Friday, Dec. 19, 2014
When Jay Markiewicz set out to teach Introduction to Entrepreneurship, his first class at Virginia Commonwealth University’s School of Business, he had only two things on his mind: creating a class project that would be the best one his students completed at VCU and making sure the course was designed to set them up for future success.
The project? A seven-week gig in which the students worked in teams as consultants for area entrepreneurs and their startup companies.
“I’m guessing everybody’s going to get an A because it’s going to be their No. 1 project,” Markiewicz said at the start of the semester. “And I’m going to find out that that’s not going to be the case, but until that’s not the case, I am holding that every student is going to get an A.”
One of Markiewicz’s beliefs is that to learn to be an entrepreneur, you have to be an entrepreneur. What better way, he thought, to have students experience life as an entrepreneur than by working closely with an actual entrepreneurial startup organization?
To find businesses to participate, Markiewicz didn't need to look far. An accomplished entrepreneur himself, Markiewicz partnered with Todd Nuckols of Lighthouse Labs, an incubator for local startups that were eager to participate. In his day class, six different student teams worked with one startup. In his evening class, two growth companies each worked with three different student teams.
The incentives for the local businesses to entrust their companies to students were manyfold. Each consulting team comprised six students. Even if the students worked a mere three hours per week — although Markiewicz estimates they worked much more — that adds up to more than 120 hours of free consulting for each business. Not only did students help the companies solve some kind of problem, they also gave the companies the opportunity to gain the competency in asking for what they need.
That’s one problem Markiewicz sees often. Companies will spend $10,000 to hire a consulting team to help with a problem, be it understanding their market segment, or a website that’s not returning the hits or revenue stream needed. In the end they get what they asked for but not what they actually needed.
“A lot of companies, especially startups, don’t know what they need,” Markiewicz said. “It’s hard to know what you want. It’s the old adage, ‘I don’t know what I don’t know.’ [The students] are going to go through the process of learning how to ask for something that they need. Then, in the future, if they ever hire consultants they can rest assured that the money that they’re investing has a higher possibility of returning what they need.”
Markiewicz asked the participating companies to come up with a very clear problem statement to engage the respective consulting teams and set them up for success, and a community businessperson with business or consulting experience mentored each team.
At the end of the project, the student teams presented their recommendations to their clients and peers.
Jonathan Hill wanted help with market research for his company, Hourwise. In addition to conducting research on the company’s customer market and competition, the students also helped design, produce and execute a few marketing strategies.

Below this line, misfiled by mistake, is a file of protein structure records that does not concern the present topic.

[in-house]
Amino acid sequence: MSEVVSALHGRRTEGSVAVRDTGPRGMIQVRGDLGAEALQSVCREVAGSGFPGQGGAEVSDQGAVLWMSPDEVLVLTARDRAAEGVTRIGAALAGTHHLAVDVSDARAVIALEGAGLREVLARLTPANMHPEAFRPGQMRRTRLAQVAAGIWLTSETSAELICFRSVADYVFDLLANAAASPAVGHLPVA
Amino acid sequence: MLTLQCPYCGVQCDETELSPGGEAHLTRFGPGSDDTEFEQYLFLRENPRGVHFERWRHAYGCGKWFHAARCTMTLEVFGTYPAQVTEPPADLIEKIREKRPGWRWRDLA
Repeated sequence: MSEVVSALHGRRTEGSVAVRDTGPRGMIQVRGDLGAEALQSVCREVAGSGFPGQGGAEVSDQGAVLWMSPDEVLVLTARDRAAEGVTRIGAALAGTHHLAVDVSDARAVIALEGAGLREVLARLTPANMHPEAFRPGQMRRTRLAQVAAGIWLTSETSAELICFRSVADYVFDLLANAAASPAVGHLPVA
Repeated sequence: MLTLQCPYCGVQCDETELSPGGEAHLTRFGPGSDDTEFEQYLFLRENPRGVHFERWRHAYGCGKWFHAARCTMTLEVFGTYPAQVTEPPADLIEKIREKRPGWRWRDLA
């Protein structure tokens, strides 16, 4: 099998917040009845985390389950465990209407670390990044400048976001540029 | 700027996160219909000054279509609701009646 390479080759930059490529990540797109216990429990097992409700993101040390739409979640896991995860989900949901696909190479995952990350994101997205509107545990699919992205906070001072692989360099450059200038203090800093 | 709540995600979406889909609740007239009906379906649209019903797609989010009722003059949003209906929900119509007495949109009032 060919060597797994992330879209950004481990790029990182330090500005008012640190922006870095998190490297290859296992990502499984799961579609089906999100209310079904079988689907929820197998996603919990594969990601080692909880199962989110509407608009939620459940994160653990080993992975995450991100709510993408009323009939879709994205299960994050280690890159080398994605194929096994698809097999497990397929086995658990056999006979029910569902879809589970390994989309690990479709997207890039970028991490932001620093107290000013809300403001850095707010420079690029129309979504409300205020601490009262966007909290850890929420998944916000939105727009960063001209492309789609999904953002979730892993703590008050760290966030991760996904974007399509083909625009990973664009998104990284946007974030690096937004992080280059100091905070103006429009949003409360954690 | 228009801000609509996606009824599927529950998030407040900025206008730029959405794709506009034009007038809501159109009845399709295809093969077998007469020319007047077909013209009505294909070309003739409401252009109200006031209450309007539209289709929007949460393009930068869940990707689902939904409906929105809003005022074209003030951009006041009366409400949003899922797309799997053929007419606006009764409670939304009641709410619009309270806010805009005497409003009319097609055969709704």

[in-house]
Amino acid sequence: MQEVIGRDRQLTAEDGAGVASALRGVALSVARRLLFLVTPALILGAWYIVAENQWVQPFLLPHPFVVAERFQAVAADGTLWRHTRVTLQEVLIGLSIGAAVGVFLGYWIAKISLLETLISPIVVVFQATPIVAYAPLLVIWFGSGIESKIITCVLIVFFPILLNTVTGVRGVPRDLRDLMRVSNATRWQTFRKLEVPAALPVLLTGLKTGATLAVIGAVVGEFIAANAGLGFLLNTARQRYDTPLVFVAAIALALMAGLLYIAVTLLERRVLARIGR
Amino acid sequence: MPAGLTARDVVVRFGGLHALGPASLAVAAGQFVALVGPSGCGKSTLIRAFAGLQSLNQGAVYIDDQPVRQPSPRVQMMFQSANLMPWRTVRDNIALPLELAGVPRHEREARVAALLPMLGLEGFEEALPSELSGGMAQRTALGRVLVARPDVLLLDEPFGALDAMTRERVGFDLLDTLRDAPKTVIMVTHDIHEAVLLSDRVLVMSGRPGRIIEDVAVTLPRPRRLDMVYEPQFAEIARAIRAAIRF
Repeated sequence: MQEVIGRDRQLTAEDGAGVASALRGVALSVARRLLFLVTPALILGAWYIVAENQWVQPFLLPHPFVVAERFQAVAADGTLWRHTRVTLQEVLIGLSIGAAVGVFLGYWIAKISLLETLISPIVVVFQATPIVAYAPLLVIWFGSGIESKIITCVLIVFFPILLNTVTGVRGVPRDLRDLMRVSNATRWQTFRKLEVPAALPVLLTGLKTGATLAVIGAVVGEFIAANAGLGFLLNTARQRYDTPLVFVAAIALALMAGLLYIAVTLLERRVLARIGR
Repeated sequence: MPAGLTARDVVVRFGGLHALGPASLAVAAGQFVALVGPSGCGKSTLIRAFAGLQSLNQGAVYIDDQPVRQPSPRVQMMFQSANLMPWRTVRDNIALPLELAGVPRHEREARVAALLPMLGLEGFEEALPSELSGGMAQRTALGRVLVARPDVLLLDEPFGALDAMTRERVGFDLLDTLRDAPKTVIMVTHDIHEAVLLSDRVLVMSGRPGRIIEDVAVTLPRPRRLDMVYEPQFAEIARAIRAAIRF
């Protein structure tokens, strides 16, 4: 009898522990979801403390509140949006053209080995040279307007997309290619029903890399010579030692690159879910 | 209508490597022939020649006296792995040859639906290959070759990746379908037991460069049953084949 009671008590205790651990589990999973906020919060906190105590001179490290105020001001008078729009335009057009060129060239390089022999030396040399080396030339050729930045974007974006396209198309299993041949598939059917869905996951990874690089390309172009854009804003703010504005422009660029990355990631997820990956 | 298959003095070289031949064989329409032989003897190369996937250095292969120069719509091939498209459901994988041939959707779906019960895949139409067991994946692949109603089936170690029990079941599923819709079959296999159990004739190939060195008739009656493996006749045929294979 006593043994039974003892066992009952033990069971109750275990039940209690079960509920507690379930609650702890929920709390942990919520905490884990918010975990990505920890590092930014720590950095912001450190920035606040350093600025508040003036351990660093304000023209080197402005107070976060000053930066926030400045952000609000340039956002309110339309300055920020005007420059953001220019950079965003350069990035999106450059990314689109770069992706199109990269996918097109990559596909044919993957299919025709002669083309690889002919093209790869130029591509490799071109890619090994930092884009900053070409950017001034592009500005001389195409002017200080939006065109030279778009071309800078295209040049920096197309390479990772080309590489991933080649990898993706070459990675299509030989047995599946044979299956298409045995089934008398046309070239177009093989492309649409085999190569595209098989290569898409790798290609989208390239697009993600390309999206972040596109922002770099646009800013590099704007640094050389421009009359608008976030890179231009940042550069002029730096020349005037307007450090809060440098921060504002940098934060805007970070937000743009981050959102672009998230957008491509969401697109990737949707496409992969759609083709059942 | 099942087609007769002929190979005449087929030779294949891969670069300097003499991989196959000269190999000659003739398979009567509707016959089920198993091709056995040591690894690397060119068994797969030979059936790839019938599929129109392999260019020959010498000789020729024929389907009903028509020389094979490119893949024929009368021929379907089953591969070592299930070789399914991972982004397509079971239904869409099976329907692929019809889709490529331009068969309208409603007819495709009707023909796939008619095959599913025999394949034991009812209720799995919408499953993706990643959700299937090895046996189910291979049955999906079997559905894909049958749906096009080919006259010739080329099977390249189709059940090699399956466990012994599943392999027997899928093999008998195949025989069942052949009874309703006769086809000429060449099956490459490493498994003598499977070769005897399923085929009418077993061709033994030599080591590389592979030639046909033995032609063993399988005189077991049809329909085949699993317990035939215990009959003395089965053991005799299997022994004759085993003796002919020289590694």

“We put together a flier campaign that tested different ways to reach contractors and they also helped with our Facebook and Google Adwords campaigns,” Hill said. “In a short amount of time the students were able to execute on a variety of tasks. Some of the marketing results showed interesting signals about what our target market responds to and what they are looking for.
“We had a great experience, and the initiative forced us to rethink some of our strategies. It was great to have to work closely with a group that wasn't familiar with our company or industry and what it takes to get quality work and understanding out of that effort.”
As an observer at the presentations, Mark M. Gambill, chairman of Cary Street Partners, whose son is CEO of one of the clients, Nudge, was impressed with the students’ grasp of their respective companies, especially given the short period of time.
“I think entrepreneurship is very much spot on … and I think Richmond has become a real hotbed of it, which is even better,” Gambill said. “And the VCU School of Business is just a perfect place for that to be brought together.”
As for his two goals at the start of the semester, Markiewicz is happy with the outcome.
He asked the class if this was the best project they have ever done at VCU. At least 80 percent of the students agreed.
“Sweet! And they didn't raise their hands because it was an easy, lax, joyride of a project,” Markiewicz said. “This project was extremely complex, with high stakes — beyond the stakes of the grade — multifaceted and multi-relationship. I feel the students had an incredible amount of personal satisfaction and sense of accomplishment. This project created a sense of engagement and challenge that raised the bar on a student's approach to their academics. They rose to the challenge. And, in rising to that challenge, realized what they could accomplish, which was something beyond what they thought possible. Learning experiences like that are rewarding.”
As for whether the project set up the students for success going forward, again, the response was overwhelmingly positive. Students commented that they have already added the experience to their resumes, learned creative problem-solving, experienced what it’s like to be an entrepreneur or learned how to work through ambiguity.
While not every student will get an A — Markiewicz expects most of the projects will earn an A or B — the consulting project will continue, thanks to the overwhelmingly positive response from the students, mentors and client organizations.
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